COLUMBUS, Ohio -- Sometime before Ohio State played North Florida Friday, coach Thad Matta pulled LaQuinton Ross aside and painted a picture of the junction awaiting the junior forward.
"He and I talked the other day and I just said, 'Hey look: I can't -- we can't -- make shots for you, we can't think for you out there on the court," Matta said following the third-ranked Buckeyes 35-point win against the Ospreys.
Apparently, Ross was listening, and attentively at that.
After totaling just seven points on 24-percent shooting in three-straight games against Marquette, American and Wyoming, Ross exploded for 17 points and buried four-of-seven shots from behind the arc.
That, surely, is the LaQuinton Ross Ohio State fans expected to see after the Jackson, Miss., native surged during their team's Elite Eight run last season.
It's probably the LaQuniton Ross they'll want to see against Maryland Wednesday in the Big Ten/ACC challenge.
But the LaQuinton Ross of this year -- at least so far -- is one that seems unsure of himself despite having proved his worth time and again in the Big Ten and NCAA tournaments in March.
"I think LaQuinton is one of these guys that the second he relaxes, he becomes an average player and think he's starting to come to grips with that, Matta said.
It's a battle he and the Buckeyes often faced in 2012, as Ross appeared to fall short of the relatively high expectations that come with being potentially an NBA lottery pick someday.
Coupled with impressive play down the stretch a season ago and the loss of the Big Ten's leading scorer in Deshaun Thomas, such soaring standards got steeper.
And Ross, who's dealt with nagging injuries in the early going of this year, might not always be meeting them.
Perhaps much of deals with a mess of thoughts swirling through the 6-foot-8, 220-pounder's head.
"I think sometimes when you watch him on tape and maybe I'm wrong -- you guys watch him play -- but he looks like he might not be locked in," said North Florida coach Matthew Driscoll, who has an extended relationship with Ross after recruiting him as an assistant at Baylor.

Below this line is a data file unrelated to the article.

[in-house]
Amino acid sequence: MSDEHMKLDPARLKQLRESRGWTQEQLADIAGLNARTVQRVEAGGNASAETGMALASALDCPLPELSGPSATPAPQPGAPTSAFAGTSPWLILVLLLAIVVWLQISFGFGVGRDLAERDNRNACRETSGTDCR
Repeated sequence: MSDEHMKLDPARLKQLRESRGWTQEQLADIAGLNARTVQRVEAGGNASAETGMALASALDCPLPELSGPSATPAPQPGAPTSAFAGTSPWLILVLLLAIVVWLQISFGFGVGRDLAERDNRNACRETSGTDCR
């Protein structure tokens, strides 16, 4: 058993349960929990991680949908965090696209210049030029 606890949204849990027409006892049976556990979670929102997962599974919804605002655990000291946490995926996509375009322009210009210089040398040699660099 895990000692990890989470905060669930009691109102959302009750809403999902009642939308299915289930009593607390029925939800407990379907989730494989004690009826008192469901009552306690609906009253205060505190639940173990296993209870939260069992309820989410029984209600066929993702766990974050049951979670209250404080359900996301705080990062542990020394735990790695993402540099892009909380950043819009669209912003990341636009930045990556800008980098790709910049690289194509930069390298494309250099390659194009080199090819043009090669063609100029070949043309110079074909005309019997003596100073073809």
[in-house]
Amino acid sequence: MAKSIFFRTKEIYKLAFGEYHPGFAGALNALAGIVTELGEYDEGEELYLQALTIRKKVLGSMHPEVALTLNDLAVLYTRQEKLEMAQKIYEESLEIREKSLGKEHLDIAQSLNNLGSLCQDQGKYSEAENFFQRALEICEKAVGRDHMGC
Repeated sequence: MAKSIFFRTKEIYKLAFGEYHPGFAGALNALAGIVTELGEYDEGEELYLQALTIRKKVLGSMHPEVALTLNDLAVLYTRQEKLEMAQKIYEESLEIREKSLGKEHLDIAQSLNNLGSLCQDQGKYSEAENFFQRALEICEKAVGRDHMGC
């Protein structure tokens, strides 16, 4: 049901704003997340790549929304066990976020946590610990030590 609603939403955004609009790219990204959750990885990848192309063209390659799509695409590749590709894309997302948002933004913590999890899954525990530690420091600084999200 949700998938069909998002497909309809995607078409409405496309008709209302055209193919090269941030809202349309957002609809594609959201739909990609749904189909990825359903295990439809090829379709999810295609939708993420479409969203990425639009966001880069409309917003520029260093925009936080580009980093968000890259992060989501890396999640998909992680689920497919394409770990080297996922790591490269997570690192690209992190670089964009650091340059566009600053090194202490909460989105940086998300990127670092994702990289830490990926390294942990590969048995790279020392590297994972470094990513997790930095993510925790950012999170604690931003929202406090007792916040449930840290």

"He might be not be sure what his role is, what shot he should take, is it a good shot, is it a bad shot, I'm a player, I'm a this, I'm a that, am I a three, am I a four, should I go to the league early? Should I come back? I mean, I know everything that's going on."
And if that's the case, it might be why Ross appears occasionally disengaged.
"LaQuinton has been in the spotlight for a long time and the fact that he went through a little deal with the first four or five games, he's a smart kid and we can only encourage him and reinforce some things and let him know how important he is to our team this year," said Ohio State assistant coach Dave Dickerson.
But the Buckeyes don't need Ross to be Michael Jordan.
"Well I go back to when he hadn't played in a couple games that well and I said, 'Look: we need LaQuinton to play at a certain level,'" Matta said.
"Not greatness or anything like that, we just need him to be a consistent player and I think he can be that for us. I think from the standpoint of what that does for our team, it obviously makes us better because it's another guy out there that can handle pass and shoot."
When he's entrenched into the game, for example, Ohio State's offense shot nearly 70 percent against the Ospreys Friday. When Ross flounders, however, it appears the rest of the team follows suit.
That might be coincidence, but the Buckeyes surely can only benefit from the LaQuinton Ross that flashed league-worthy moments late last season.
For Ross, the difference between building upon such an upward trend and mired in early struggles might simply be focus on the here and now and not on the notion of playing professional basketball.
"To his credit tonight for some reason he seemed to be locked in unfortunately," Driscoll said following Friday's game.
"I asked him to not be. I told him, 'You know, you really need to do lottery status tonight.'
"I couldn't get his mind on the NBA, though."
For Ross and Ohio State, of course, that's a good thing.